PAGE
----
The Labyrinth

Selected Greek Myths for Reading and Remaking

Children - Educational
61 Pages
Reviewed on 05/03/2016
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Author Biography

Ada Masquen is a child psychologist, a university professor and a psychotherapist. This is her story of how and why she wrote The Labyrinth:

“The initial idea for writing this book occurred to me at the top of a hill right next to the Acropolis in Athens. As my six-year-old son and I were slowly walking up the hill I was telling him parts of the mythological stories related to Athens. When we finally reached the top, marveling at the view of the adjacent Acropolis, I decided it was the right moment to tell him the story of how the city of Athens got its name. (You will find the story in this book, but in short, the goddess Athena won this honor over Poseidon by giving the people of the city a gift that was more useful).

Having heard about the gifts the gods presented, my son, sitting on a rock and finally resting his tired little feet, exclaimed: ‘Had they asked me, I would have given them a cable car!’

This was when I realized that mythology could be more than a valuable source of knowledge about our cultural heritage: it can be told in a way that relates to the child’s own experience. I wrote The Labyrinth believing that such a book would give children an exciting, participatory reading experience, enhancing imagination as well as problem-solving skills."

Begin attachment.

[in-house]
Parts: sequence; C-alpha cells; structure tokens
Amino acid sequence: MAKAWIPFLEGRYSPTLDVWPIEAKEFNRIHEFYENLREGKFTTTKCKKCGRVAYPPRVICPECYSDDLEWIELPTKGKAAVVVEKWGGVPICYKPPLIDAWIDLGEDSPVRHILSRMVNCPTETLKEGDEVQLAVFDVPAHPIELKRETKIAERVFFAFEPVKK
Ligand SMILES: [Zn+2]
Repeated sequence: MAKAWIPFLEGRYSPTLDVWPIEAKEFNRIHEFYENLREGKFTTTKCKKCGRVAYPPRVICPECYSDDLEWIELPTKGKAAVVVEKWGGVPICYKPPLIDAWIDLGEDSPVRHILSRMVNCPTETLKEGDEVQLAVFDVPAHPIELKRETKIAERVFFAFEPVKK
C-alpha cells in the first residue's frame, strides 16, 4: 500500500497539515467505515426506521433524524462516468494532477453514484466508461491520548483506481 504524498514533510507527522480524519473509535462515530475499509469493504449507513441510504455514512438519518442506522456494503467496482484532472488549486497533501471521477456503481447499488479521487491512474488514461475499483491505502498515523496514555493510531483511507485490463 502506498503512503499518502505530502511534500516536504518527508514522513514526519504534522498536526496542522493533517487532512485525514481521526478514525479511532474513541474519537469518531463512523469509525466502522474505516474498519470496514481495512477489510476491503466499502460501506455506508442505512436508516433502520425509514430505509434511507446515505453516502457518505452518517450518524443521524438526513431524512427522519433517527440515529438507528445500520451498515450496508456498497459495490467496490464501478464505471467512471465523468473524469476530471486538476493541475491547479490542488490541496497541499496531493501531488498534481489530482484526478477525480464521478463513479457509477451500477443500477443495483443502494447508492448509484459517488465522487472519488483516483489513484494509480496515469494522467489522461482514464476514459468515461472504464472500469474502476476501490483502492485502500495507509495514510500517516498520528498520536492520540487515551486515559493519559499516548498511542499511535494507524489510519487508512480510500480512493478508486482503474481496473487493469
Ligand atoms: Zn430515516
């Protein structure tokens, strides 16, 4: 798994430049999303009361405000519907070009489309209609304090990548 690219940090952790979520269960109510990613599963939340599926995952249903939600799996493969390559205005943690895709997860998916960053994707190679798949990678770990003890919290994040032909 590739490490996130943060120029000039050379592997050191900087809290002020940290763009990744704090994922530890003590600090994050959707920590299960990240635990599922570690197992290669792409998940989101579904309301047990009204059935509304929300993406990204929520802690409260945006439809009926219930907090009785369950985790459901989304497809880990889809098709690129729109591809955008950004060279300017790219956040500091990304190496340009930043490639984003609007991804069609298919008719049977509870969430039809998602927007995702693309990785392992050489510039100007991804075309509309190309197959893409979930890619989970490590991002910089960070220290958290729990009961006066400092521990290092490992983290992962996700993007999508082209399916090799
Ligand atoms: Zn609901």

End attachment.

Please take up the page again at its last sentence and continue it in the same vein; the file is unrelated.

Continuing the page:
Book Review

Reviewed by Sarah Stuart for Readers' Favorite

The Labyrinth: Selected Greek Myths for Reading and Remaking by Ada Masquen comprises twenty of the most familiar mythological stories, such as The Trojan Horse intriguingly re-titled The Ominous Gift, but they are only half told. The book is targeted at children between the ages of eight and twelve, who are less likely to know the ancient tales than their parents or teachers. The young readers are invited to end the stories, or “close the gap,” using their imaginations to decide what might have happened. They can then compare their ideas to the originals provided in part two of the book. As a child psychologist, university professor, and psychotherapist, Ms Masquen is highly qualified to write a book intended to stimulate children’s minds.

Ada Masquen has chosen many of my own favourites from the Greek myths that I remember being taught, and it was a delight to study them. I wish my teachers had had copies of The Labyrinth: Selected Greek Myths for Reading and Remaking; it had never occurred to me to wonder if they might have ended in a different way. Ms Masquen has gone much further than encouraging children to think how a story may have ended, or an object be achieved; she suggests illustrating stories, and even includes tips to impress parents! There’s a lovely one for a child on holiday in Greece taken to swim in the Aegean, with a warning to be sure that it isn’t the Ionian Sea. Achilles’ Heel is told in full, but this time children are invited to think why Achilles, who was strong, and brutal, had one weak point: his heel. None of the suggested exercises could be done quickly, and might well initiate class discussion: a clever educational book, ideal for use in schools.